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Electric Flux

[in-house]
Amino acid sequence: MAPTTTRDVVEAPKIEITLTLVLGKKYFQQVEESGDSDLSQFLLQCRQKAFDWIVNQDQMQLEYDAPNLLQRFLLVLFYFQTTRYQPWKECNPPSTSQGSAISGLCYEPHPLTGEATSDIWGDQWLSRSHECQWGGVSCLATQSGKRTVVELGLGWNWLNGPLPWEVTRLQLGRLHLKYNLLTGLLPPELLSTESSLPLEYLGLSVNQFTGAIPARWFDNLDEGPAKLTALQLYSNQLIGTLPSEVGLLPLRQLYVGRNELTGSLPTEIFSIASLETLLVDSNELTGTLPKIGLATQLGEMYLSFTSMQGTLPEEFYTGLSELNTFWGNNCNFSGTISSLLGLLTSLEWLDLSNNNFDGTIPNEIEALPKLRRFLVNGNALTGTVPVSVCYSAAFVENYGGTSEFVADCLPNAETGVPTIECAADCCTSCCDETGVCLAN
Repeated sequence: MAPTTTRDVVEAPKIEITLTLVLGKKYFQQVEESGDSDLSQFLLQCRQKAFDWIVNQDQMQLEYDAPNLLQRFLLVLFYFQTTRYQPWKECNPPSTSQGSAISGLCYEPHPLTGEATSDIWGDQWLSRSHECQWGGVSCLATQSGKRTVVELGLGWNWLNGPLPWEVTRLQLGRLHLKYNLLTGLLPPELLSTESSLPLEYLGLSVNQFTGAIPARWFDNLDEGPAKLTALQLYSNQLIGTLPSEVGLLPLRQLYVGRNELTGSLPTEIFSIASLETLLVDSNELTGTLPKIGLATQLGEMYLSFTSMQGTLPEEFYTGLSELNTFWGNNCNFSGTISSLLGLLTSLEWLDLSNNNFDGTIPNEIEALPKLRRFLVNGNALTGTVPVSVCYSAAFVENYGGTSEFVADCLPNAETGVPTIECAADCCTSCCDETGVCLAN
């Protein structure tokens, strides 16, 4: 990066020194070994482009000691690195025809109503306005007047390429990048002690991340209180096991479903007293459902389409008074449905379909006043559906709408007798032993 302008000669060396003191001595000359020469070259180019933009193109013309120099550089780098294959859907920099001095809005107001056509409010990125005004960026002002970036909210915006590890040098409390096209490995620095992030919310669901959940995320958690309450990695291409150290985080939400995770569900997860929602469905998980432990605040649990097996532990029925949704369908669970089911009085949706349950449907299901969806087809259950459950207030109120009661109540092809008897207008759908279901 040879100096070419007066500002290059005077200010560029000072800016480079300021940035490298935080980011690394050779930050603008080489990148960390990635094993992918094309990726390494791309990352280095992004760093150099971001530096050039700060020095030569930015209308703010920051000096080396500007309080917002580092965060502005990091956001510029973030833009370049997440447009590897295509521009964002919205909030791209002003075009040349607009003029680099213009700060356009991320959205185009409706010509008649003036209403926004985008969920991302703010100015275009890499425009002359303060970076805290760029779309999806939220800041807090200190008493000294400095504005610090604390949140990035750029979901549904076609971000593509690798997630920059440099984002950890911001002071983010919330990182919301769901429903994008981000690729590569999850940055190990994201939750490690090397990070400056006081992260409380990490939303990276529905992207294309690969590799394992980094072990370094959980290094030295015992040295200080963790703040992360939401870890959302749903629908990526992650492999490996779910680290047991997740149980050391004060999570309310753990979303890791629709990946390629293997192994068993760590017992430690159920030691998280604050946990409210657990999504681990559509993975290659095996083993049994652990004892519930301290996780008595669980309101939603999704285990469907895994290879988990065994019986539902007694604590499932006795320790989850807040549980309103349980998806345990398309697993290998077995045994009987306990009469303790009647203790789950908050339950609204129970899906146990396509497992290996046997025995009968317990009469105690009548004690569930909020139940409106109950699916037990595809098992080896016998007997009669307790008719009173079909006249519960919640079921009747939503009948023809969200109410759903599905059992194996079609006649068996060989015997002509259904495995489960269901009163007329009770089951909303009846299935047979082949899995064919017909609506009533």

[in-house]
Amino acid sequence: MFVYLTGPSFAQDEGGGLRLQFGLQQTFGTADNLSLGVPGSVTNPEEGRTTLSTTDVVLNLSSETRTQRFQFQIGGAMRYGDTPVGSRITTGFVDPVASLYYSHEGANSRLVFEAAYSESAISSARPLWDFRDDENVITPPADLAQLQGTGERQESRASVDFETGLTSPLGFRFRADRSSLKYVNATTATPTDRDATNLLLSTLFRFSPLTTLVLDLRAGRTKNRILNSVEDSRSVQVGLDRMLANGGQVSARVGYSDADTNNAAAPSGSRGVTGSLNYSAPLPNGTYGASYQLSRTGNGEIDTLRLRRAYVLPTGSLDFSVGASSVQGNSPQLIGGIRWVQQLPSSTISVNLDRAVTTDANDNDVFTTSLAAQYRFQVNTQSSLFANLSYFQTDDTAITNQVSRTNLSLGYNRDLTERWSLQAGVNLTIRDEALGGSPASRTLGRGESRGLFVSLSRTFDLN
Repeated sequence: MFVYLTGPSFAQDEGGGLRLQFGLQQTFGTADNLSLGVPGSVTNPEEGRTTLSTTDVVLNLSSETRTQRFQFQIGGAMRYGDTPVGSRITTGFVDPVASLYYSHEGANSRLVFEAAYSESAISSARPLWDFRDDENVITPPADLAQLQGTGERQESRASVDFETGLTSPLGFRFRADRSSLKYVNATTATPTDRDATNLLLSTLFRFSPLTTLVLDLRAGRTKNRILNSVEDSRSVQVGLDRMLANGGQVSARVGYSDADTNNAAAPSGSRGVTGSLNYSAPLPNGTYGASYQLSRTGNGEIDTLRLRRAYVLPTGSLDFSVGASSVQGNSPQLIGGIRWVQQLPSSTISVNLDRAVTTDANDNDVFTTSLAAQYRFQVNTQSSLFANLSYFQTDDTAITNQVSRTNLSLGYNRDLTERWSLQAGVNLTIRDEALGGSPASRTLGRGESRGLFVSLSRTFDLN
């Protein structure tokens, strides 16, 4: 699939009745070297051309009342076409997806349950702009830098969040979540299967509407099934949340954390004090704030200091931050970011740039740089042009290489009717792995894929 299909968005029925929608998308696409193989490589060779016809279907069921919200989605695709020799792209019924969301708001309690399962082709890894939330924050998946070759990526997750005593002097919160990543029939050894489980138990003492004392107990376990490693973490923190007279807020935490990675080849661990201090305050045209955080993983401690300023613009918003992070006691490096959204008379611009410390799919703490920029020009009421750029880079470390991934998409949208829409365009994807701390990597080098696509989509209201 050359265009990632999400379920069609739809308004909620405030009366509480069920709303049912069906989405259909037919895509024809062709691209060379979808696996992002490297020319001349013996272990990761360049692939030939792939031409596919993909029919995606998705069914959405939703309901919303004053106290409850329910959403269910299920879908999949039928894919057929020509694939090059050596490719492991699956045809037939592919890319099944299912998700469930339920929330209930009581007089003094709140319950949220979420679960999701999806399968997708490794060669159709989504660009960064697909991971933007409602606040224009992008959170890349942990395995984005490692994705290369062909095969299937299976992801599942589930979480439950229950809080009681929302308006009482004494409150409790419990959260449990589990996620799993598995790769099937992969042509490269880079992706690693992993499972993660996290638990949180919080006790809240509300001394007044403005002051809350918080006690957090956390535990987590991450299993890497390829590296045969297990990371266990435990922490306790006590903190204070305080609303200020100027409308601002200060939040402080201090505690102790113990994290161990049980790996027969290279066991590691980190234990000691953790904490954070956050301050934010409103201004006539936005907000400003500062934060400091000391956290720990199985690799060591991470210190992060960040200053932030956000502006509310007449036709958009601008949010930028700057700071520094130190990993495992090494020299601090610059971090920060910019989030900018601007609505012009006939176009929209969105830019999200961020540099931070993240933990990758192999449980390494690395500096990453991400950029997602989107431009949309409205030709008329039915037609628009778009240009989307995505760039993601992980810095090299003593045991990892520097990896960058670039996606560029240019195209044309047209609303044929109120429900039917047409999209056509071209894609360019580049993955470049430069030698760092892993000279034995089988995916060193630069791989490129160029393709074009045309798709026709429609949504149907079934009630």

Check us out at In electromagnetism, electric flux is the flux of the electric field. Electric flux is proportional to the number of electric field lines going through a virtual surface. The electric flux d\Phi_E\, through a small area d\mathbf{A} is given by d\Phi_E = \mathbf{E} \cdot d\mathbf{A} (the electric field, E, multiplied by the component of area perpendicular to the field). The electric flux over a surface S is therefore given by the surface integral: \Phi_E = \int_S \mathbf{E} \cdot d\mathbf{A} where E is the electric field and dA is a differential area on the closed surface S with an outward facing surface normal defining its direction. For a closed Gaussian surface, electric flux is given by: \Phi_E = \oint_S \mathbf{E} \cdot d\mathbf{A} = \frac{Q_S}{\epsilon_0} where QS is the charge enclosed by the surface (including both free and bound charge), and ε0 is the electric constant. This relation is known as Gauss' law for electric field in its integral form and it is one of the four Maxwell's equations. Electrical flux has SI units of volt metres (V m), or, equivalently, newton metres squared per coulomb (N m2 C?1). Thus, the SI base units of the electric flux are kg•m3•s-3•A-1.
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